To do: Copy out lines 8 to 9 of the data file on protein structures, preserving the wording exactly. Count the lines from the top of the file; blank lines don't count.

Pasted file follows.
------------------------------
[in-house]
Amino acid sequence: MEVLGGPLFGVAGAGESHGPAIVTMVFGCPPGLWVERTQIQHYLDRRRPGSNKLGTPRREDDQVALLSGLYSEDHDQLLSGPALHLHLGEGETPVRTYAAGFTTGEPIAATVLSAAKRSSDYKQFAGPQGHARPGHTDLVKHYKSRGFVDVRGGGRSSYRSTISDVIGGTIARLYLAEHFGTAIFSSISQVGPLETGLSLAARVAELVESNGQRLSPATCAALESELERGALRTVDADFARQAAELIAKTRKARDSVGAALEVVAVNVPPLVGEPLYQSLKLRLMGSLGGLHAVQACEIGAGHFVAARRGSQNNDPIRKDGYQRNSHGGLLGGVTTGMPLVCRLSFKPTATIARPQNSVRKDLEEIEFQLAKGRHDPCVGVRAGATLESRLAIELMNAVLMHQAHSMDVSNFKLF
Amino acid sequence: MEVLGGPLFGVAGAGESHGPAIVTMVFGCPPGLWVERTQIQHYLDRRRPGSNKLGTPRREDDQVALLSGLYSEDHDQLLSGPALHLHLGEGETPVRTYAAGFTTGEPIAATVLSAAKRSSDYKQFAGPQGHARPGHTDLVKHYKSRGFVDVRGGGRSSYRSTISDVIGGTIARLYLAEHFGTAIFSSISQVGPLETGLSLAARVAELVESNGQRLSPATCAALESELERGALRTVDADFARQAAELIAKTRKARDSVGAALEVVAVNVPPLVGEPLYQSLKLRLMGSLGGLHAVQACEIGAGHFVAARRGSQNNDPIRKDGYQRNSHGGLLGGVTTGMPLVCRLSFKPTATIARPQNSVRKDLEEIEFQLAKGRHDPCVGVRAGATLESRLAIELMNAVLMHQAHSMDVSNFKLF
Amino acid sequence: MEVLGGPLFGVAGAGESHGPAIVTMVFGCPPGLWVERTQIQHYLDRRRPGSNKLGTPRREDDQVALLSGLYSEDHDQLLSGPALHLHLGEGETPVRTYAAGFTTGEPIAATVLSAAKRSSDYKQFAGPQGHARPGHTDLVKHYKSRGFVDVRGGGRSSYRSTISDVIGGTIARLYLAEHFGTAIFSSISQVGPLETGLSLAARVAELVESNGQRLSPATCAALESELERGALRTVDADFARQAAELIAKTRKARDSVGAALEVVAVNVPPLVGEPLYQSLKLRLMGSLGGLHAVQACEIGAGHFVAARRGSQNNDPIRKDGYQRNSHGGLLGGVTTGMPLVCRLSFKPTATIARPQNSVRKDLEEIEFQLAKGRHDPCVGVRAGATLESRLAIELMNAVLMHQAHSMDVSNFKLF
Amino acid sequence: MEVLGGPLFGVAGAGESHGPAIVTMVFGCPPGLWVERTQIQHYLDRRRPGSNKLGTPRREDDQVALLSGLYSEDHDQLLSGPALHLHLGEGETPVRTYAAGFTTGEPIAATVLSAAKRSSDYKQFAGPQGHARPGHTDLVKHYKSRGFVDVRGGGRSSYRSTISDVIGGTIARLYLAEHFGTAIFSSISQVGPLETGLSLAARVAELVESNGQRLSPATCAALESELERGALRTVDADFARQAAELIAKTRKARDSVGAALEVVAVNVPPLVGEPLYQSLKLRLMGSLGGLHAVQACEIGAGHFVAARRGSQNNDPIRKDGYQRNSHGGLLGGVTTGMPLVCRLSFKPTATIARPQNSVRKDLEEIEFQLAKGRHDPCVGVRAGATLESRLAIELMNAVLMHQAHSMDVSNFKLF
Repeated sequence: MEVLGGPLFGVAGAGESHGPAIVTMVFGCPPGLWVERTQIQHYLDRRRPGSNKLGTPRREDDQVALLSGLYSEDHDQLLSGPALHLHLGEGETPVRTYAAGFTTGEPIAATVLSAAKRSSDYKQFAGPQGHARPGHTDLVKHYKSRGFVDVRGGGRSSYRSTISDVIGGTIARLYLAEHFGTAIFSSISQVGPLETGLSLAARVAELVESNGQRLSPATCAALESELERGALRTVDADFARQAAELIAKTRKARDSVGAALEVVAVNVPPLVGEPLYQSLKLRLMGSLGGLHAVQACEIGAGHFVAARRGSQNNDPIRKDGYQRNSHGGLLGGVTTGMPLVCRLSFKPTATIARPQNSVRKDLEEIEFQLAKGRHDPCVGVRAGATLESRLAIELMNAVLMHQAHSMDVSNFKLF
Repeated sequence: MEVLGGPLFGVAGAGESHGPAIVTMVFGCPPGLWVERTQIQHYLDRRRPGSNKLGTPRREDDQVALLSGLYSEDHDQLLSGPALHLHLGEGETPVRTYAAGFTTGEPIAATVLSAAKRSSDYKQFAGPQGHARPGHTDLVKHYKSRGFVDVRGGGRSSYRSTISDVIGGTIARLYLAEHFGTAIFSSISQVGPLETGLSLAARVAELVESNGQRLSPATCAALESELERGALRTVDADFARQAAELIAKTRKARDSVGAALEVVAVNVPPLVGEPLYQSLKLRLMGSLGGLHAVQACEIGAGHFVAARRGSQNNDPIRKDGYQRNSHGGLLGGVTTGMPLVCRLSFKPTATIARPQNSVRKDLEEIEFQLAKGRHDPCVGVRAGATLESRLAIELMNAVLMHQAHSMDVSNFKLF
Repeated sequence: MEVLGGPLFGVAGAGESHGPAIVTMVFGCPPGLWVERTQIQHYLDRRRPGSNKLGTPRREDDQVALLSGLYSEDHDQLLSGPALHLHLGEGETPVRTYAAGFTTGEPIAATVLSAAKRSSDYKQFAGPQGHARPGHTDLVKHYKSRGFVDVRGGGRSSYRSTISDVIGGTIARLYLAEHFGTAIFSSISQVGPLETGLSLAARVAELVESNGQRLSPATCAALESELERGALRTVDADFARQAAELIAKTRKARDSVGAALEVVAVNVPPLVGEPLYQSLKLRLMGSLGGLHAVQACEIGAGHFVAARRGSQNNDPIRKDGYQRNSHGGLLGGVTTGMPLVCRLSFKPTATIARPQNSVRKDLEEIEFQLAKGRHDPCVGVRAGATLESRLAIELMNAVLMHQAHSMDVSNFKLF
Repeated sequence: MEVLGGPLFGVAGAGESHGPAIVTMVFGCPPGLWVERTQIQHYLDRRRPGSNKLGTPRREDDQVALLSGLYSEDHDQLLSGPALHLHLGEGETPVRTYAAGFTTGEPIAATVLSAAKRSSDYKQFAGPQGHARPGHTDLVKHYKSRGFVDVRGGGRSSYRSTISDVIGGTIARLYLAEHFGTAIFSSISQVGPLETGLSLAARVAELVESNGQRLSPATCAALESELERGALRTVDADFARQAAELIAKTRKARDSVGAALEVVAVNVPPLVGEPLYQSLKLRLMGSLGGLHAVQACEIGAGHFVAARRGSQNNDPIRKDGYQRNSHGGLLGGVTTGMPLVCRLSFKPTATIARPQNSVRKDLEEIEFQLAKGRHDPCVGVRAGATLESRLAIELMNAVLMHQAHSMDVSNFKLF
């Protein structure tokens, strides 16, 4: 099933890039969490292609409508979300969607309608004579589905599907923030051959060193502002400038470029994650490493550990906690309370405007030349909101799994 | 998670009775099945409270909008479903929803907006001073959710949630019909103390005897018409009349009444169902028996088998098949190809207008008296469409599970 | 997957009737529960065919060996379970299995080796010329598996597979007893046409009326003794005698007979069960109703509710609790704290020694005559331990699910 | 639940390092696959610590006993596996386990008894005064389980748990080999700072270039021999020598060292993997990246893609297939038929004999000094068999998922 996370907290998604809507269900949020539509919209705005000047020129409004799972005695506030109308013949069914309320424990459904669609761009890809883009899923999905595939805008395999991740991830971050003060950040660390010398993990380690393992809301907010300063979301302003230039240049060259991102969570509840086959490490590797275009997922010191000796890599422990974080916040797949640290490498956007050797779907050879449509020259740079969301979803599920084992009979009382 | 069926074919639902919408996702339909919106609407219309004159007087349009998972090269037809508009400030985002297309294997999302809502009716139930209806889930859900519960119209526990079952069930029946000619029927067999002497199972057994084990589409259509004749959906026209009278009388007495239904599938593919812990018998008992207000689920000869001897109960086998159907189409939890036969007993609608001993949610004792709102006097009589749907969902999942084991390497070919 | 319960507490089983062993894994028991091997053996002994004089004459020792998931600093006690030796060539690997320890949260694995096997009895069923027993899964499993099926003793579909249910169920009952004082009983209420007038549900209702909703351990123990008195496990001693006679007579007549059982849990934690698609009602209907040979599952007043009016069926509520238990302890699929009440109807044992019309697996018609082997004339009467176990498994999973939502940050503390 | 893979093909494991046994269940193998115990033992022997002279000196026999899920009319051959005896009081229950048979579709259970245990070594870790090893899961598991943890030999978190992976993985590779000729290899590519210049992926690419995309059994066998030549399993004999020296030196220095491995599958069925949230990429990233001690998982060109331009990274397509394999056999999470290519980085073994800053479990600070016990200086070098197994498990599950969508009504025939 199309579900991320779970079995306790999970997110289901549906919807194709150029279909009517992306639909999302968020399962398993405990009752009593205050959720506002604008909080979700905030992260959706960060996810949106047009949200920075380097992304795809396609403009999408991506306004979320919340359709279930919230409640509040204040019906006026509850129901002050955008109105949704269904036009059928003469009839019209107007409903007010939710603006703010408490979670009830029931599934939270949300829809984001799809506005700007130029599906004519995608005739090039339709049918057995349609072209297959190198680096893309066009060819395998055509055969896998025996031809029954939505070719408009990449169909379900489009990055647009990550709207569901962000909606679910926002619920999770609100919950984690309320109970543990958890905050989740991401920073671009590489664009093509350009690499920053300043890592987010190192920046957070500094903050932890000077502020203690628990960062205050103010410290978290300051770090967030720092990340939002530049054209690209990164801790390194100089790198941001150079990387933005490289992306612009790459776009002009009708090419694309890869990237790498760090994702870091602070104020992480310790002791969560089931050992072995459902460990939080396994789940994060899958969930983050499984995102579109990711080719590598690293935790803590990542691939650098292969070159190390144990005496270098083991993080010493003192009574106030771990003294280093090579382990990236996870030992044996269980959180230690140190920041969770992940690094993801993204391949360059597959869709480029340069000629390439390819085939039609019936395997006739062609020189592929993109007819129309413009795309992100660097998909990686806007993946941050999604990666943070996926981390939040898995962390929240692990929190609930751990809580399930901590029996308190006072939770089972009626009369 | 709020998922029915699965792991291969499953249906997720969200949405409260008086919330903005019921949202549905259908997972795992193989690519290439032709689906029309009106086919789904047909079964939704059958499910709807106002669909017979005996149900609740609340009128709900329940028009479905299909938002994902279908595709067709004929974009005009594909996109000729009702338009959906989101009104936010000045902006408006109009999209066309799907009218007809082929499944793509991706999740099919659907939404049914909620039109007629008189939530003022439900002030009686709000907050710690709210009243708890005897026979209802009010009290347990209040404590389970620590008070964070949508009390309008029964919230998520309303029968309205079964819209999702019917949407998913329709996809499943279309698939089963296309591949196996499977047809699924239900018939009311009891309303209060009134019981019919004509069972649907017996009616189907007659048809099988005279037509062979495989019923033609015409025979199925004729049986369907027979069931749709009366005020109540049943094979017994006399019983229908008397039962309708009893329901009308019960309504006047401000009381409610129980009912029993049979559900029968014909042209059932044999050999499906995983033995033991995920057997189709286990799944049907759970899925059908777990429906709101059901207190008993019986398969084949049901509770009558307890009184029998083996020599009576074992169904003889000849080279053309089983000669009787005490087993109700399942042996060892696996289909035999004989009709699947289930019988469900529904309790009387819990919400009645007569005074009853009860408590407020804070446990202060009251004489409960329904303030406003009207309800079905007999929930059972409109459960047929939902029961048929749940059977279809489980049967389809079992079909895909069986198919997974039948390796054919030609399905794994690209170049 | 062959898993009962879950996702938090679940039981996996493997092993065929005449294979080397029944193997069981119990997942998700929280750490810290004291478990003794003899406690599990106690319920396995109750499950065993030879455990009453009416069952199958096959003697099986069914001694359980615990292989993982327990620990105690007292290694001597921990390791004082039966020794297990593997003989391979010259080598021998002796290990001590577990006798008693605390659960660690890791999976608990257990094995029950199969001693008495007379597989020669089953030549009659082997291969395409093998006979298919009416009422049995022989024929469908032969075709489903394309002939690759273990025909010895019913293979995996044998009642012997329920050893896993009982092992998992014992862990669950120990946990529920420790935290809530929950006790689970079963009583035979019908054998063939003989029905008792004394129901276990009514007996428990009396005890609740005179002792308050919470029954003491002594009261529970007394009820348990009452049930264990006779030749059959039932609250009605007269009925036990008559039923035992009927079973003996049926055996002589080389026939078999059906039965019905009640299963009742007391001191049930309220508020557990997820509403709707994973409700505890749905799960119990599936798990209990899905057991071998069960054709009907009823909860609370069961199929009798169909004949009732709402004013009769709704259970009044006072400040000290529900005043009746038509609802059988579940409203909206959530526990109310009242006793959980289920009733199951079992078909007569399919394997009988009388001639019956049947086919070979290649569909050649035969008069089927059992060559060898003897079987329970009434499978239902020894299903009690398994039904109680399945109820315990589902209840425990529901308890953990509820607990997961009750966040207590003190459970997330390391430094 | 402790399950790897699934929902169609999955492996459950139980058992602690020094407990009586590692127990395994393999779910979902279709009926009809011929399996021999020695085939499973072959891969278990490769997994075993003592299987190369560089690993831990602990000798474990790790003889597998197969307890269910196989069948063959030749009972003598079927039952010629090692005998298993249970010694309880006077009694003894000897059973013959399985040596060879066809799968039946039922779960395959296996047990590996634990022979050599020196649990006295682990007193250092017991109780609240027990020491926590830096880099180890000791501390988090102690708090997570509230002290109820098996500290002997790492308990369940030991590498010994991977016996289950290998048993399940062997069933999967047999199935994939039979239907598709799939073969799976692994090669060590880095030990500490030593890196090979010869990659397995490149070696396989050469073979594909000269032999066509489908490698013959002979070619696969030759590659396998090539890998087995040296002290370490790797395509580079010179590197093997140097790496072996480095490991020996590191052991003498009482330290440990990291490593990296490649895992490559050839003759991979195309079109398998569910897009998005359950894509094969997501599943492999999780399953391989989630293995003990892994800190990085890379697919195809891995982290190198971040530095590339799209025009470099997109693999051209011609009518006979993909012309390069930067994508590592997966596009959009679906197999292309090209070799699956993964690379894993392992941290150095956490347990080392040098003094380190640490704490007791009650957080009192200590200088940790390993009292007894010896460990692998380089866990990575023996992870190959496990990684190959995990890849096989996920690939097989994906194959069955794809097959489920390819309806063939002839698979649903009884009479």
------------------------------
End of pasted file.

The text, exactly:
Repeated sequence: MEVLGGPLFGVAGAGESHGPAIVTMVFGCPPGLWVERTQIQHYLDRRRPGSNKLGTPRREDDQVALLSGLYSEDHDQLLSGPALHLHLGEGETPVRTYAAGFTTGEPIAATVLSAAKRSSDYKQFAGPQGHARPGHTDLVKHYKSRGFVDVRGGGRSSYRSTISDVIGGTIARLYLAEHFGTAIFSSISQVGPLETGLSLAARVAELVESNGQRLSPATCAALESELERGALRTVDADFARQAAELIAKTRKARDSVGAALEVVAVNVPPLVGEPLYQSLKLRLMGSLGGLHAVQACEIGAGHFVAARRGSQNNDPIRKDGYQRNSHGGLLGGVTTGMPLVCRLSFKPTATIARPQNSVRKDLEEIEFQLAKGRHDPCVGVRAGATLESRLAIELMNAVLMHQAHSMDVSNFKLF
Repeated sequence: MEVLGGPLFGVAGAGESHGPAIVTMVFGCPPGLWVERTQIQHYLDRRRPGSNKLGTPRREDDQVALLSGLYSEDHDQLLSGPALHLHLGEGETPVRTYAAGFTTGEPIAATVLSAAKRSSDYKQFAGPQGHARPGHTDLVKHYKSRGFVDVRGGGRSSYRSTISDVIGGTIARLYLAEHFGTAIFSSISQVGPLETGLSLAARVAELVESNGQRLSPATCAALESELERGALRTVDADFARQAAELIAKTRKARDSVGAALEVVAVNVPPLVGEPLYQSLKLRLMGSLGGLHAVQACEIGAGHFVAARRGSQNNDPIRKDGYQRNSHGGLLGGVTTGMPLVCRLSFKPTATIARPQNSVRKDLEEIEFQLAKGRHDPCVGVRAGATLESRLAIELMNAVLMHQAHSMDVSNFKLF